I support the city installing neighborhood cameras. It's a big help with crime fighting. Residents should install home security camera systems. They are becoming less expensive. You can view your home remotely from the internet.


Posted by Wilson, a resident of Another Palo Alto neighborhood
on Sep 12, 2012 at 8:49 am

Home surveillance systems are very inexpensive, and these days these systems offer the home owner video access to his/her premises via an Internet connection.

It makes little sense for the police to continue this silly lock it or lose it silliness, and begin to recommend that people spend some time ad money upgrading their home's ability to at least monitor itself. The police can only do so much, so it's time we, as residents, start doing out part in helping ourselves.


Posted by JC, a resident of Another Palo Alto neighborhood
on Sep 12, 2012 at 10:31 am

Can anyone recommend easy to install, wireless cameras for the home and outside...that are internet connected and accessible?


Posted by Joinpa, a resident of Community Center
on Sep 12, 2012 at 10:47 am

I don't think the police are blaming the victim, just stating the facts. Burglars are primarily getting into homes that have easy access - unlocked doors and windows. They have been consistent with this message. I lock everything, have a dog and turn on the alarm.

I know it is scary but we have to be diligent and consistent. We have to train ourselves to protect our home and work on prevention.


Posted by Rajiv Bhateja, a resident of Los Altos Hills
on Sep 12, 2012 at 10:51 am

Here's a link:

Web Link

Took me 15 minutes to setup.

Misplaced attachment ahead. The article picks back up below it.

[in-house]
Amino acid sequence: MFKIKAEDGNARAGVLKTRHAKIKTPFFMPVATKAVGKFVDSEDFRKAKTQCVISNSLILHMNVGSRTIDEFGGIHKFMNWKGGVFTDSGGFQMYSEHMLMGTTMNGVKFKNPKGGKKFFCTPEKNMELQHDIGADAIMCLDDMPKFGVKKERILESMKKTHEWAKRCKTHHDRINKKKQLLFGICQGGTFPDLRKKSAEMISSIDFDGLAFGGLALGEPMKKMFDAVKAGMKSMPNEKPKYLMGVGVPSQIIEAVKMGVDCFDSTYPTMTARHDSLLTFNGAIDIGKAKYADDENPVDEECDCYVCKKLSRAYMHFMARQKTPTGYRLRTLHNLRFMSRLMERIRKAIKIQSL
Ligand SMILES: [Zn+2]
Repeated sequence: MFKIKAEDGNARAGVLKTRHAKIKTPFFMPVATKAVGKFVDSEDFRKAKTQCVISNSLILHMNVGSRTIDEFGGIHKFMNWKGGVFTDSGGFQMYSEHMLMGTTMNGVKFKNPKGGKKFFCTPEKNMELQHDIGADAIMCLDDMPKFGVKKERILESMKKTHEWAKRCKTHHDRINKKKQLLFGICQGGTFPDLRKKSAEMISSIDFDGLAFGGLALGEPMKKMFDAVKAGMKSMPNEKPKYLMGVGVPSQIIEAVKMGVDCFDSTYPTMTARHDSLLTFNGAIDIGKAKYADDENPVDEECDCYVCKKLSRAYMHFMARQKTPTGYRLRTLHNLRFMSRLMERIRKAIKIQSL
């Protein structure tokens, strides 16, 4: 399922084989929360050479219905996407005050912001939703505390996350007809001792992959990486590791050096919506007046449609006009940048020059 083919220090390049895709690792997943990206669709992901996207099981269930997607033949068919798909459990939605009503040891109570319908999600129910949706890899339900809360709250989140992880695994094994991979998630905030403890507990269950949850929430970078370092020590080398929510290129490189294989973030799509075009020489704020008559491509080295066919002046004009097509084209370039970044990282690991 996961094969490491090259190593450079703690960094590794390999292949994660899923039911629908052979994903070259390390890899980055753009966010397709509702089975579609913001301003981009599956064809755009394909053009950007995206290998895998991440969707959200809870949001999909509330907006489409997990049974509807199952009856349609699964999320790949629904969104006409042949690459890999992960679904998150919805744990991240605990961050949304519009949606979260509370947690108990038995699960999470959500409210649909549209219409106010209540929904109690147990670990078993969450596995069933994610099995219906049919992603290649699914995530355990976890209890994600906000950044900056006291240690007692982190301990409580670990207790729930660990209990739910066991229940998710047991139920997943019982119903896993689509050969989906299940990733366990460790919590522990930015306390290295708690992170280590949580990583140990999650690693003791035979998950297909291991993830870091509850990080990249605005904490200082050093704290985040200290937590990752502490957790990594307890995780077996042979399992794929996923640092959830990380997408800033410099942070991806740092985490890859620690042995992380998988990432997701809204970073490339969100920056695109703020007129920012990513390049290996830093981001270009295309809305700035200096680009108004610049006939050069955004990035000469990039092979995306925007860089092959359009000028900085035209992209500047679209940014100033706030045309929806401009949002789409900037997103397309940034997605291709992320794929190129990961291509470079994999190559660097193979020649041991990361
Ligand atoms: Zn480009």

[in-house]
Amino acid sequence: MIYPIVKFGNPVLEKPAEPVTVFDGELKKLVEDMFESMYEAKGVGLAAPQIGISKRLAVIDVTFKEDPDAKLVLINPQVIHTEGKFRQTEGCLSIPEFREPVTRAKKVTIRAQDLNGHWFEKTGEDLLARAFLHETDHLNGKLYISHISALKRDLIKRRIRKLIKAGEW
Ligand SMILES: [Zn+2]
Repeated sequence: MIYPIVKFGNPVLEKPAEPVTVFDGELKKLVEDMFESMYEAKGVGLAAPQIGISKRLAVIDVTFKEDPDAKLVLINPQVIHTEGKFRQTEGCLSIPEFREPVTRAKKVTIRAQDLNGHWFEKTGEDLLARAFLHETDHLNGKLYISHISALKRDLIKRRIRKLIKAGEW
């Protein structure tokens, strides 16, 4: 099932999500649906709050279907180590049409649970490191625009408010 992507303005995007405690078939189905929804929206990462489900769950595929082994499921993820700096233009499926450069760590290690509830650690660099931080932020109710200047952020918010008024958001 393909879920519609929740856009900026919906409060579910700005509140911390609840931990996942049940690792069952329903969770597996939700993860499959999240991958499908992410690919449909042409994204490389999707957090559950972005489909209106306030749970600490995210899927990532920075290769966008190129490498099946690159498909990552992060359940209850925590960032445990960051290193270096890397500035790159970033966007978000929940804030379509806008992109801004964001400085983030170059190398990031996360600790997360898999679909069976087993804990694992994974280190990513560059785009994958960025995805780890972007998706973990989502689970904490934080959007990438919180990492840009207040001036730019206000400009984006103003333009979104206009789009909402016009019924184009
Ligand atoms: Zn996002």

Works on wired or WiFi, so can be located anywhere (within WiFi range).
Sends emails to your smartphone when motion is detected.
Under fifty bucks.

Good luck.


Posted by Wilson, a resident of Another Palo Alto neighborhood
on Sep 12, 2012 at 11:01 am

> I don't think the police are blaming the victim,
> just stating the facts

Perhaps. Or perhaps they are just incompetent. They have had decades to prepare for the 21st century .. and all they ever talk about is "a new, big, police station".


Posted by Aquamarine, a resident of Stanford
on Sep 12, 2012 at 11:12 am

It's a combo. The police have their own political agenda. But people ARE asking to be victims if they don't lock up, from the perspective of crime prevention. It sounds like that happens in a lot of these cases.


Posted by stretch, a resident of another community
on Sep 12, 2012 at 11:38 am

There aresteps that can be taken, such as the one suggested in the story: parking extra cars in the driveway of someone who is on vacation. Also, tell your neighbors when you will be gone, have lights that come on through timers, maybe even a recording of a dog barking for those who don't have dogs, leave a radio on, cut bushes that give cover to someone entering through windows, porch lights that detect movement (tied to the barking dog recording?), etc. Neighbors sre especially helpful, though. In my neighborhood, people watch out for each other, call to check on someone, get worriedthenew resident didn't tell anyone that she was leaving for a few days and nobody saw her, definitely keep an eye on strangers roaming around and pick up newspapers lying in driveways.


Posted by SteveC, a resident of Menlo Park
on Sep 12, 2012 at 11:42 am

Weak economy = poor job market. Poor job market + criminal record = no job. Solution for most is stealing or dealing.

Anyone with a prior record that can be looked up by anyone with $20 and and internet connection automatically screens all of these people out of the job market, unless the y have family or friends who will employ them. I am not condoning thieves in any shape or form, but suggesting they just need to "get jobs" is failing to understand the magnitude of the problem.